Tuesday, June 18, 2002

A Peek Into My Psyche, Part the First

When I was a kid my parents were very low pressure about everything. Their attitude towards raising my sisters and I was pretty simple, but damn effective. At its most basic level it broke down to, "Do your best." Whether we're talking about dating, friendships, schoolwork, or a job the only advice they gave was that. I don't remember ever getting a talking to because I didn't have my homework done, I don't remember them ever pressuring me to do anything, all they would say is, "If you're doing your best, then that's all we can ask of you."

This, of course, resulted in incredible pressure on me (I can't speak for my sisters) because I never thought I was doing as well as I could. I always thought I could do better than I was, even if I'd done my best. I knew, given time and more experience with a topic or activity that I could do better than I was doing currently. That continues to frustrate me to this day. I think I should be able to do anything I put my mind to -- very, very well -- the first time I do it.

Because of this, I've always downplayed my achievements because I'm never happy with them. I always think that I haven't mastered a skill because there's always something more to learn, something more I could add to it, something more, something. Those of you that know me well probably can't think of many times that I've said, "I'm completely happy with what I've done." Instead, you're probably more familiar with me picking apart everything I do to find (not the faults) but the areas I can improve on. I don't celebrate my victories, no matter how small, I zero in on the imperfections and make note of them so that I can do better next time. And, of course, next time I do the exact same thing; I find the new problems with whatever I've done. I may have improved on the things I didn't like last time, but now I have a whole new crop of "imperfections" to concentrate on.

I'm conscious of it. I've often said I have a pretty deep perfectionist streak. I may not be the most orgainized perfectionist (see, there I go again), but I make note of all my mistakes, faults, and areas that need improving and concentrate on those rather than saying, "Damn, I did a good job. I started with nothing, no knowledge or skills, and now I've done it. Good work!" I'm constantly in competition with myself and I always know I can do better. But, how can I be better than myself? My answer is, I can't, so I can never win and I'm never happy with my performance. I beat myself up over the smallest failing and latch onto what I need to improve on as opposed to looking at the result as a whole and congratulating myself. As a result, I don't have very good self-confidence.

(All of this relates directly to the effects I've had on myself and doesn't take the effects of others into account. Add my psyche to all the negative comments from people -- "you're fat, you're ugly, you're stupid, you're slow, you're not good at this" -- that I've heard over the years and, well... You see how easy it is for me to hear things like this and say, "Ah, this person is telling the truth. I have these doubts about my abilities or myself and they've just confirmed them. They're not being hurtful on purpose, they're being honest. I really am fat/ugly/stupid/slow/no good." I believed that garbage not because they were right, but because it played into my knowledge that I wasn't perfect. Again, never building up and constantly wearing down whatever ego and self-confidence I had.)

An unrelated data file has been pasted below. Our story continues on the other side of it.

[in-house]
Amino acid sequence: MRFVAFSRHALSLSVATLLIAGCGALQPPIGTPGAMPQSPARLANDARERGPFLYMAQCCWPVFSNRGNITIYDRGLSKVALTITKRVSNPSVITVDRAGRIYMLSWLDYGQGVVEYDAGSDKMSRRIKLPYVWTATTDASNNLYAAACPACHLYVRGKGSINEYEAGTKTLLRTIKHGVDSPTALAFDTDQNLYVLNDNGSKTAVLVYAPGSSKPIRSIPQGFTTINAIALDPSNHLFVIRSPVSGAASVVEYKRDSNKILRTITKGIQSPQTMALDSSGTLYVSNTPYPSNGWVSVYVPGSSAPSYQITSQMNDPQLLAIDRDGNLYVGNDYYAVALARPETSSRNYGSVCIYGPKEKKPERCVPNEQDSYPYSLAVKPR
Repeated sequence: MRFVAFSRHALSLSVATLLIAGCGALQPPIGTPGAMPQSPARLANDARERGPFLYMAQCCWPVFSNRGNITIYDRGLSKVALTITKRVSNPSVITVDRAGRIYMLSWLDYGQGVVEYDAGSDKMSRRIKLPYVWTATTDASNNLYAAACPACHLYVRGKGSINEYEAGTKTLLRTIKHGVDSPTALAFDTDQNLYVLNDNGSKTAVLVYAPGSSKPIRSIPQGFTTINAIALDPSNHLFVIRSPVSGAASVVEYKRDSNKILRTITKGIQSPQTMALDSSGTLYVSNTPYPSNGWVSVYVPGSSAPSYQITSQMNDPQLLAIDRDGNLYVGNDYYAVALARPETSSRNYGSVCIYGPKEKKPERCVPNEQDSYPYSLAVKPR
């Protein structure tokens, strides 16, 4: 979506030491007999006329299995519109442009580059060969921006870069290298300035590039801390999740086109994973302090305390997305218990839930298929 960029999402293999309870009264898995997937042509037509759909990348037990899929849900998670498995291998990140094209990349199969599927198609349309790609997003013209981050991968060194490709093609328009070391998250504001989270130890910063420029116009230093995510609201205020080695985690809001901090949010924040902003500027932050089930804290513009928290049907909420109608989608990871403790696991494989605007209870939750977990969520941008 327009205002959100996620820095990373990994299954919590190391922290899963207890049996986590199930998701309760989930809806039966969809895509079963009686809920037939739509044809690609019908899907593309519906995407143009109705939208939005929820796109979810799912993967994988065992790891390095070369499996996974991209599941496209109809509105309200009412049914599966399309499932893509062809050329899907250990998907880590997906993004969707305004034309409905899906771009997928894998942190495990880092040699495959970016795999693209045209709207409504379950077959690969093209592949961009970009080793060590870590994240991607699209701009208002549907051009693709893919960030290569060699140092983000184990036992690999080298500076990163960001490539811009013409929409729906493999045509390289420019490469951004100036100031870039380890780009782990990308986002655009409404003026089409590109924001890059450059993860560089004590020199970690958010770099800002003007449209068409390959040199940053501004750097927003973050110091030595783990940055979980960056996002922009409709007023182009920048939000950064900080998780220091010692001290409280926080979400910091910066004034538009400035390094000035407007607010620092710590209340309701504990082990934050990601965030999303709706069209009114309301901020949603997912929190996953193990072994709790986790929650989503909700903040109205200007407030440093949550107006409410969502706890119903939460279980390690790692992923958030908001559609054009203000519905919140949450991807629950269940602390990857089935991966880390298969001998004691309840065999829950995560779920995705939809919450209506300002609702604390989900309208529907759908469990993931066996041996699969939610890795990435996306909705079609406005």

When other people achieve something they sing their own praises, they feed their ego by playing up their successes, and point out their victories to anyone who cares (and often, those who don't). In this way they build up their ego and self-confidence. After a while they believe they're really that good, even when they fail they find something good about what they've done. Or they find someone or something else to blame for their shortcomings. Regardless, they believe they can do anything and their ego and self-confidence follows right in line.

I've never worked like that. I find the faults and stick with them. Not because they're faults, but because I want to know how to improve for next time. And I've done this for so long that I never think anything I do is all that remarkable. I take the faults and blame myself for not doing better. Nothing is ever good enough. Nothing is ever perfect. Nothing I do ever pleases me, so I never sing it's praises (or my own) and allow whatever successes I have to whither on the vine, starved from lack of attention. Instead I downplay my achievements and rob myself of praise from myself and others. (After all, why should I believe that someone else's praise is honest and earnest when I can see the faults in the project? Clearly, they're not being critical enough and just saying kind words to make me feel better.) Which means I've never built up my ego. That I don't believe in myself. That my self-confidence is lacking, not because of what others say, but because I can't let myself succeed.

That stops now. I've figured it out and now I can fix it.

Stop back for Part II tomorrow when I clue you into the fact that not everything is my fault.


Post a Comment

<< Home